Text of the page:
Discussions over compulsory microchipping lead to progress
In 2019, the headlines that dominated the news covered issues such as pet welfare, responsible buying, improved regulation of breeding and the psychological impact of companion animals on humans.
One of the top stories in the later half of the year revolved around microchipping cats. Charities, pet owners and the government all joined in the discussion over the benefits and drawbacks of making this practice mandatory for cats as it is for dogs.
On 23 September 2019, UK cat charity Cats Protection launched a petition calling for microchipping to be made compulsory for pet cats. More than 23,000 people signed the petition and it received enormous support online.
Head of advocacy and relations at Cats Protection Jacqui Cuff said: “Microchipping gives lost cats the best possible chance of being reunited with their owner. And in the sad event that a cat is injured or killed on the roads, the details on a microchip can ensure their owner is quickly informed.
“Microchipping is an essential part of responsible pet ownership and is already compulsory for dogs. It’s now time that cats receive the same level of protection by ensuring that all pet cats are microchipped.”
Further developments to this story continued throughout the year, and on 12 October 2019 the environment secretary, Theresa Villiers, launched a call for evidence on cat microchipping, in order to gauge the impact that it would have on cats, owners, and rescue centres, if made mandatory.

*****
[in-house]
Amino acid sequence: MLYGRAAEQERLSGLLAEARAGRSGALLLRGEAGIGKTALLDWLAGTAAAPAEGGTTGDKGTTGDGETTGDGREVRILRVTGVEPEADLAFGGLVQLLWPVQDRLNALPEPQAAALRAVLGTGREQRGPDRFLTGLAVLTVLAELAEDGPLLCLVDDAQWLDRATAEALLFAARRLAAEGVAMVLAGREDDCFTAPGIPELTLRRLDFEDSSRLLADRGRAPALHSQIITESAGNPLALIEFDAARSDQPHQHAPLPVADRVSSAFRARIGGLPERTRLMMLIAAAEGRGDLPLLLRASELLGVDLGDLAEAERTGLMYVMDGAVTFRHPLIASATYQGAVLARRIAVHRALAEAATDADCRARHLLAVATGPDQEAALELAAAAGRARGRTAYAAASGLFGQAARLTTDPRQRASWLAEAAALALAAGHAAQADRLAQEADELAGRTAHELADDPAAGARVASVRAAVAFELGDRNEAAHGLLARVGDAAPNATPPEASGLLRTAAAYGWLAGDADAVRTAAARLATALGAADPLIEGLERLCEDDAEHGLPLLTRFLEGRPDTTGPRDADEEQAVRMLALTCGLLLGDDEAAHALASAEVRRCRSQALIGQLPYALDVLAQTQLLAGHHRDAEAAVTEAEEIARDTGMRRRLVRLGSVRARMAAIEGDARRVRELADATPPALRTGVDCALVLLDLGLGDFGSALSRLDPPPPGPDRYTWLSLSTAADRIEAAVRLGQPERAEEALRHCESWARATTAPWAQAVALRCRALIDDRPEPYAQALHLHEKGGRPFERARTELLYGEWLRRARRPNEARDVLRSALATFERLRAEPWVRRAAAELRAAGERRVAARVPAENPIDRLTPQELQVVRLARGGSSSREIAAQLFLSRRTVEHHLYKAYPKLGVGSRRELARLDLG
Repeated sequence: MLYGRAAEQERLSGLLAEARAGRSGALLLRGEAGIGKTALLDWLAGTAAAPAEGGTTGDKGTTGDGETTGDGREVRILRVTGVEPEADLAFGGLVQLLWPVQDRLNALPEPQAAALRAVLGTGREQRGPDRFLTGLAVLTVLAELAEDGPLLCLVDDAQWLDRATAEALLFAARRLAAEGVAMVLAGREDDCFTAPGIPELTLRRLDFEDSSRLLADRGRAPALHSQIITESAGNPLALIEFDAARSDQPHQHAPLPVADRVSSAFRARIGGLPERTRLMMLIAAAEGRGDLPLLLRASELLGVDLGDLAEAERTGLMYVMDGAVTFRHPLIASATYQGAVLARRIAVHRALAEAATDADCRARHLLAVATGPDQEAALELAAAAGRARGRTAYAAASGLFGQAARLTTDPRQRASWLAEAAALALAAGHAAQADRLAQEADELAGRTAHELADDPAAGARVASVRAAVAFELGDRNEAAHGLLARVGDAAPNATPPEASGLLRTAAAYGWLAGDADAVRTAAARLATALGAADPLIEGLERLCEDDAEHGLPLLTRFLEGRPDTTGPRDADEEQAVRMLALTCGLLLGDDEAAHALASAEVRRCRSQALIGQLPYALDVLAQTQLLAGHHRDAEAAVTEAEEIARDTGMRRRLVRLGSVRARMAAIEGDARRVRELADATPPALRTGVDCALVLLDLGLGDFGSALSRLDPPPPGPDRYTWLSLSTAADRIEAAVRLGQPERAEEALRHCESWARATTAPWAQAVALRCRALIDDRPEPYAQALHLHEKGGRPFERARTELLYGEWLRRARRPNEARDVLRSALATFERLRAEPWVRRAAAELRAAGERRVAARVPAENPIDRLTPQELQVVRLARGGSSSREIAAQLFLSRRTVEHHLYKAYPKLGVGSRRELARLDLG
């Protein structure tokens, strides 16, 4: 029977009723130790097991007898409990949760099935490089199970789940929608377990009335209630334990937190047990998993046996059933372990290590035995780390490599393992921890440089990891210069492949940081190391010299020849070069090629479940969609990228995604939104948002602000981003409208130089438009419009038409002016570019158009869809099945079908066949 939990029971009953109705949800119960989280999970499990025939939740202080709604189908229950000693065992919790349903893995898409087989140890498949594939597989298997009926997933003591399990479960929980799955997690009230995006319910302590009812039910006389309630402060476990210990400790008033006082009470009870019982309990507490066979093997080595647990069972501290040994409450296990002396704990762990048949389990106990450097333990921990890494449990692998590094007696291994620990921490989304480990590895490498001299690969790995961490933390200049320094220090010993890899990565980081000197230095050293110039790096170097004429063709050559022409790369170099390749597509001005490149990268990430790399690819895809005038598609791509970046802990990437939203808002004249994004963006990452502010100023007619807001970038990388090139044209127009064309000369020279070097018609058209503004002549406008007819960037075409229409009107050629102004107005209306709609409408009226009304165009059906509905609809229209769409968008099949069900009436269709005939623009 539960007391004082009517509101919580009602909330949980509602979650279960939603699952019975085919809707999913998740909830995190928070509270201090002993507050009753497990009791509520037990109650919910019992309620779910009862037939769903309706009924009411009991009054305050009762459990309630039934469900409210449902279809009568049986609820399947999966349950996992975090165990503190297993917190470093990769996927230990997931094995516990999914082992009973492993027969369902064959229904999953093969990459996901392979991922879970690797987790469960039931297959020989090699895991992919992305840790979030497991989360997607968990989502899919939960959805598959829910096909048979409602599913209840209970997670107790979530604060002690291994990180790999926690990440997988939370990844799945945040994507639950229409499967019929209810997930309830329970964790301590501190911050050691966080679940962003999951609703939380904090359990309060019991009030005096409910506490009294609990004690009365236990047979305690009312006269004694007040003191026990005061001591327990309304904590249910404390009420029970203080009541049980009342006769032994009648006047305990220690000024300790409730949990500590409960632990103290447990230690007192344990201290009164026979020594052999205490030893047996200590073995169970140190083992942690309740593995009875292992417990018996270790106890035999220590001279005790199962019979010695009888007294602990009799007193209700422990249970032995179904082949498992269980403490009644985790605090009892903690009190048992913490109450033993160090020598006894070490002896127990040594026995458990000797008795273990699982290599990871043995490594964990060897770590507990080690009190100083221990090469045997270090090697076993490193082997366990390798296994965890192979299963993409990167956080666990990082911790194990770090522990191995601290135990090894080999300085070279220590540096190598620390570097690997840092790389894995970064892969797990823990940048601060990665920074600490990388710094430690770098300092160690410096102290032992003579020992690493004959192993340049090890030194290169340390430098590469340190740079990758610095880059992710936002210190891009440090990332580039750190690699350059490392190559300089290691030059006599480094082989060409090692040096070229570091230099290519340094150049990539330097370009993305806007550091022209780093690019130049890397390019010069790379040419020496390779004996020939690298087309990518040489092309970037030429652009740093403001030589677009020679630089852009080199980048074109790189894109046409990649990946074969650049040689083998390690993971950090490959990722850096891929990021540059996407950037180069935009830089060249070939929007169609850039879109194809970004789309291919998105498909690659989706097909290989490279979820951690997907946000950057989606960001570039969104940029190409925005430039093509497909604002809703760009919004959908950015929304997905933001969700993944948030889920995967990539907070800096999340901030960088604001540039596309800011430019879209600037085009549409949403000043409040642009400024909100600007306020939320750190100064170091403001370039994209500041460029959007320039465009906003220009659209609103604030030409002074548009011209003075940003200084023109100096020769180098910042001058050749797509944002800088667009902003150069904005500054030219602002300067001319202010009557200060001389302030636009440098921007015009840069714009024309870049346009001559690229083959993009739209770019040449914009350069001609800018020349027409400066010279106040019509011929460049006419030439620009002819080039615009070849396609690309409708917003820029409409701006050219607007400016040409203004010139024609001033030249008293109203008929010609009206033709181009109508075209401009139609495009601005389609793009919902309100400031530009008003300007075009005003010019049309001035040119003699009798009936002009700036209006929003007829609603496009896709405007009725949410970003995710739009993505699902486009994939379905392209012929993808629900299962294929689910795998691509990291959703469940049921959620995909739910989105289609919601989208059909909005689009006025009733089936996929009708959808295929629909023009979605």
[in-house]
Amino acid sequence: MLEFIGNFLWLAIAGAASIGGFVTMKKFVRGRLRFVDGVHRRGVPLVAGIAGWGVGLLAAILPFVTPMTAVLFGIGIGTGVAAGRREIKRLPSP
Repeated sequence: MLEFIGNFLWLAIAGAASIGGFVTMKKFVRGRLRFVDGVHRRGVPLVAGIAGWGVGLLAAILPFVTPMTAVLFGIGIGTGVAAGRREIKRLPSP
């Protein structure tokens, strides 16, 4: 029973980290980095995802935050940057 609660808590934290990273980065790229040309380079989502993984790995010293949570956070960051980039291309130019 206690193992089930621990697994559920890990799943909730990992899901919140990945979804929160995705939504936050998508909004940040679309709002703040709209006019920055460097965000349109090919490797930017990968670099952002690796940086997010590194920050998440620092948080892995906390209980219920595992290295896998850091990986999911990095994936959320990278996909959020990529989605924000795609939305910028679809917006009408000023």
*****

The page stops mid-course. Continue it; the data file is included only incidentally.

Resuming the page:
The call asked for evidence on the various consequences of introducing compulsory microchipping as a rule. Including how microchipping all cats would apply to feral or stray cats, how the government could make and enforce the rule and experiences with compliant microchip databases.
A spokesperson from the National Veterinary Data Service, a government approved microchip database commented: “We welcome compulsory microchipping of cats and would recommend that all owners have their pets microchipped. We also stress the importance of maintaining updated contact details with your microchip database.”
On 2 January 2020, Defra reaffirmed its goal of introducing compulsory microchipping for cats, and – along with animal welfare charities such as Dogs Trust and Cats Protection – urged pet owners to microchip their dogs and cats this New Year.
Animal welfare minister Zac Goldsmith said: “Microchips are often the only hope of reuniting lost pets with their owners so it truly is the best New Year’s resolution you could make to protect your furry friend in 2020.”
EcoTech ID, a UK-based microchip provider said: “It is good practice to have all pets microchipped, regardless of the species. Compulsory microchipping of cats would result in more successful pet reunifications."
The call for evidence finally closed on Saturday 4 January 2020. Defra has stated that it will publish a consultation outlining any proposals on how to achieve this goal moving forward, and we will continue to provide updates on the story as it progresses in 2020.